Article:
This year I purchased a magnetic poetry set for my classroom. I set aside a corner of the white board thinking it would be a fun thing for students to do -make sentences and poems in between their assignments, during homeroom, etc.
Some magnetic poetry sets have themes but this one, which I purchased at a yardsale, seemed to be pretty general. I scanned for any blatantly inappropriate words and then let them have at it.
Quickly I developed a secret little corner of the board where the “bad words” were banished. Some were obvious. “Blow, Butt, and Breast,” quickly made their way to the corner. What I didn’t anticipate was the students’ diligence and creativity in finding ways to make ordinary words dirty.
The bad word list grew longer:
All these words are innocuous enough on their own, but put together they say things like “Blow my brown meat rocket.”
The words that are left are pretty much rated G. However, every once in a while they come up with something truly unique such as yesterday’s contribution.
“I remember tall wild monkeys tongue fiddling him.”
I left it up there. After all, it’s poetry.
Recently I cleared off my desk and disposed of quite a few little scraps of paper containing notes that at one time or another were vital to something I was writing. It could be Go West or my current, yet unnamed, wip. These notes are usually scrawled on return address envelopes, the backs of receipts, or old grocery lists. They usually contain the first few sentences of an important scene that’s floated into my brain when I’m driving or in the middle of teaching a genetics lesson at school.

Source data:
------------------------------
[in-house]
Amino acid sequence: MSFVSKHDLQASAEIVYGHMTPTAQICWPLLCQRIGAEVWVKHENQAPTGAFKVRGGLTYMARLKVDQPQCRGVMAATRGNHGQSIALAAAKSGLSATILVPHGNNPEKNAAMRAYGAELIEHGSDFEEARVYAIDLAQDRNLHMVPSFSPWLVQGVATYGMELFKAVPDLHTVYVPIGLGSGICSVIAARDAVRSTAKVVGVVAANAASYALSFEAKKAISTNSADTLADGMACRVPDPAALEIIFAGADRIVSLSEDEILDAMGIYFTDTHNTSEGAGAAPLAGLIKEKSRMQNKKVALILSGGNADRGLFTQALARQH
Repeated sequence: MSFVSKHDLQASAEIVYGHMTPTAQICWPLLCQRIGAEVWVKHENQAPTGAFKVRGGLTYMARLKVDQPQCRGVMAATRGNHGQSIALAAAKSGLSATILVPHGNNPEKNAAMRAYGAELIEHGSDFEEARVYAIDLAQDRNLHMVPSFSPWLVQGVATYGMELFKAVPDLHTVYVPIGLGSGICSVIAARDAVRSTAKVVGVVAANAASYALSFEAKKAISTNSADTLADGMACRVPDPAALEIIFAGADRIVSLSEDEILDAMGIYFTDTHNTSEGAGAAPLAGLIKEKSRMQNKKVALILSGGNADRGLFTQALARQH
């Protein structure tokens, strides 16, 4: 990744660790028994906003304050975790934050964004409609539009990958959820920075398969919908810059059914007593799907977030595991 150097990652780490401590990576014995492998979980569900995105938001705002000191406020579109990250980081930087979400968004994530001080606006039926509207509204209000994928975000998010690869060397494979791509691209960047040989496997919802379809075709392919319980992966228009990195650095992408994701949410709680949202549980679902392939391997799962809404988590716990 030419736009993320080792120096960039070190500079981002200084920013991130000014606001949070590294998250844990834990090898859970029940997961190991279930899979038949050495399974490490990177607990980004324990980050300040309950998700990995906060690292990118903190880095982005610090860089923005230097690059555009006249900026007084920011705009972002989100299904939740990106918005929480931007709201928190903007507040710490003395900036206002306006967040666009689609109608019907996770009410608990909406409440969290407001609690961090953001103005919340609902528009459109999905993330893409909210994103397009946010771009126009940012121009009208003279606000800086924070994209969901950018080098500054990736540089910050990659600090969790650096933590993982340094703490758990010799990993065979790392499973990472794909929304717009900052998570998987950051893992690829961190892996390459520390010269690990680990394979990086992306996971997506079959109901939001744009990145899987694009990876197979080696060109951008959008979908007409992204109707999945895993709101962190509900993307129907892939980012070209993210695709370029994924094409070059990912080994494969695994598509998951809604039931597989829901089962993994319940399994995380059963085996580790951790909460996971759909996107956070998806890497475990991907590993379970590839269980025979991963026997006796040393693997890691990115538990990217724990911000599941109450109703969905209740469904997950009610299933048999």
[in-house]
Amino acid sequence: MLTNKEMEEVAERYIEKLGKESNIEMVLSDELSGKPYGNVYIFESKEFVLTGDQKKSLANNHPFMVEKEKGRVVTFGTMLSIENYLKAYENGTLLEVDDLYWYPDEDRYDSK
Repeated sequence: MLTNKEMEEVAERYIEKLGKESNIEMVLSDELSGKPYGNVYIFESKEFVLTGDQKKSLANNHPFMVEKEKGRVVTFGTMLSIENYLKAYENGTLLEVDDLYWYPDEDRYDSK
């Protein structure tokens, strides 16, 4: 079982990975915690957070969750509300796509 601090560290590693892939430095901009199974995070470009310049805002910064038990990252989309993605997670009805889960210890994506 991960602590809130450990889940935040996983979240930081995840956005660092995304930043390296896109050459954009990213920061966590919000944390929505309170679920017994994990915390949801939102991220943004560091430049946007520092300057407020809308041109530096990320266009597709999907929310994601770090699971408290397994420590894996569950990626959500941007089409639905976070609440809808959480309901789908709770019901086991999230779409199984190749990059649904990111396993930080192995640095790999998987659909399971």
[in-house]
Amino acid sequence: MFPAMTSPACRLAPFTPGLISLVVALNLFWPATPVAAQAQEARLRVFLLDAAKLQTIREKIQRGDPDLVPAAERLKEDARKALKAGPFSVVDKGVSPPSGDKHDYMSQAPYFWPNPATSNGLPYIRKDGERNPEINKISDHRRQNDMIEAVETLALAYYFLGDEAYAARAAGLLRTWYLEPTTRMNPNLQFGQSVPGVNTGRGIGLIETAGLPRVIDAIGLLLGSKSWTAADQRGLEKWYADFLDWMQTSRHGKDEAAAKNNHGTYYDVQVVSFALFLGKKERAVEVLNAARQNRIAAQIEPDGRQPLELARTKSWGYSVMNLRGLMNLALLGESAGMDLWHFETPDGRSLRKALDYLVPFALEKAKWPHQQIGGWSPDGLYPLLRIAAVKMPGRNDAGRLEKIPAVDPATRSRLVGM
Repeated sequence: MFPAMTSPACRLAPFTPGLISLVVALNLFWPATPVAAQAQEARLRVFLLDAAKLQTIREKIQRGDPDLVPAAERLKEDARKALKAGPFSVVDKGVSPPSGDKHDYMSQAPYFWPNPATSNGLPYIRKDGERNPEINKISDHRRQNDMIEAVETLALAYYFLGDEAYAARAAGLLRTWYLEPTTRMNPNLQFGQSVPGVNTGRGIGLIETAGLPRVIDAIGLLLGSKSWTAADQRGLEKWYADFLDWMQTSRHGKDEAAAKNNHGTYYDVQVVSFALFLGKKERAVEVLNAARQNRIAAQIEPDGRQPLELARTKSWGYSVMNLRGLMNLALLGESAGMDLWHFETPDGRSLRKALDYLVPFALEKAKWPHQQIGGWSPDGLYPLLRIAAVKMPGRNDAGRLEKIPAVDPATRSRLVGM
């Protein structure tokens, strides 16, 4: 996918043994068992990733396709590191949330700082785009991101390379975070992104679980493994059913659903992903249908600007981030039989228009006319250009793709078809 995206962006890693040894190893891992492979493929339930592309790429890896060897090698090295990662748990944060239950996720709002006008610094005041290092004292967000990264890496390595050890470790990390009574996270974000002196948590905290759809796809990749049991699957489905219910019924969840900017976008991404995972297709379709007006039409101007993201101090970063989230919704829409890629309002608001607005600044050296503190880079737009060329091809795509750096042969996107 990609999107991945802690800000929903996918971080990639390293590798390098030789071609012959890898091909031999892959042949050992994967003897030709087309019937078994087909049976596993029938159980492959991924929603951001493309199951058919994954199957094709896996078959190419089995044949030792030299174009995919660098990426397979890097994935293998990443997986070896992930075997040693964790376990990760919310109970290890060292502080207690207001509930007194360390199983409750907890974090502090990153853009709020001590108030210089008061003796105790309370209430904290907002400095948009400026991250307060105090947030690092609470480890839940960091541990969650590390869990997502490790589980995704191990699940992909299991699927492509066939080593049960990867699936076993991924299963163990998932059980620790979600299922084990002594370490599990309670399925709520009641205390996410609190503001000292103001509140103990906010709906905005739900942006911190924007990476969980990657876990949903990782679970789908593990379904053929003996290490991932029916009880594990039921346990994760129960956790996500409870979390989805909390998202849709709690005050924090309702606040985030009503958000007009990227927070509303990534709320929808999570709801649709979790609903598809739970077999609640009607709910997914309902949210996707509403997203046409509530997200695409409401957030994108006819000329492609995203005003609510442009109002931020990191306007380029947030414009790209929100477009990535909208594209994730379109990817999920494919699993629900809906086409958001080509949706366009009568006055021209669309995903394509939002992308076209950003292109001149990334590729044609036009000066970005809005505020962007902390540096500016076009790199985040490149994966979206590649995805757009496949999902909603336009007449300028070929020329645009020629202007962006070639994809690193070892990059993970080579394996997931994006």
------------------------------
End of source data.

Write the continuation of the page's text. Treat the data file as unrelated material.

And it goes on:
One of these little gems I uncovered simply said, “Be a character, not a camera.” I have a tendency to write my main characters as observers. Too often it seems, they are the person the story happens around. This makes my early readers wonder, who is this person? Is this really their story?
I think I have a tendency to do this for two related reasons. The first, is that regardless of age or gender, or even the point of view I’m writing from, I most closely associate myself with the main character. Therefore I’m a little reluctant to make them too deeply flawed. I’m oddly protective of them. I’m nervous about creating too much conflict around them. I know, it’s a problem -since conflict is the essential heart of all good stories.
The second, very closely related reason, is just being the author in general. One criticism of my first completed novel (not the one that sold) was that the voice was too “authorial” in places. As with all criticism my first instinct was to reject it outright.Stupid criticism! But with time and distance I saw what they were talking about. Sometimes my main character sounded like my main character, and sometimes she sounded like “THE AUTHOR”! Just a bit too worldly, wise and omniscient to be a 14 year old girl living in a giant landfill. Oops.
So as I’m currently drafting a new book, I’m trying to hold this in mind. I’m trying to let my main character be herself and not some idealized version of herself. I’m working on lists of things I know about her, regardless of whether they ever make it into the actual writing. (There are lots of lists like this available on the interwebs. Here’s one.) The more fully developed she is in my mind, the easier I think it will be to distinguish her voice from mine.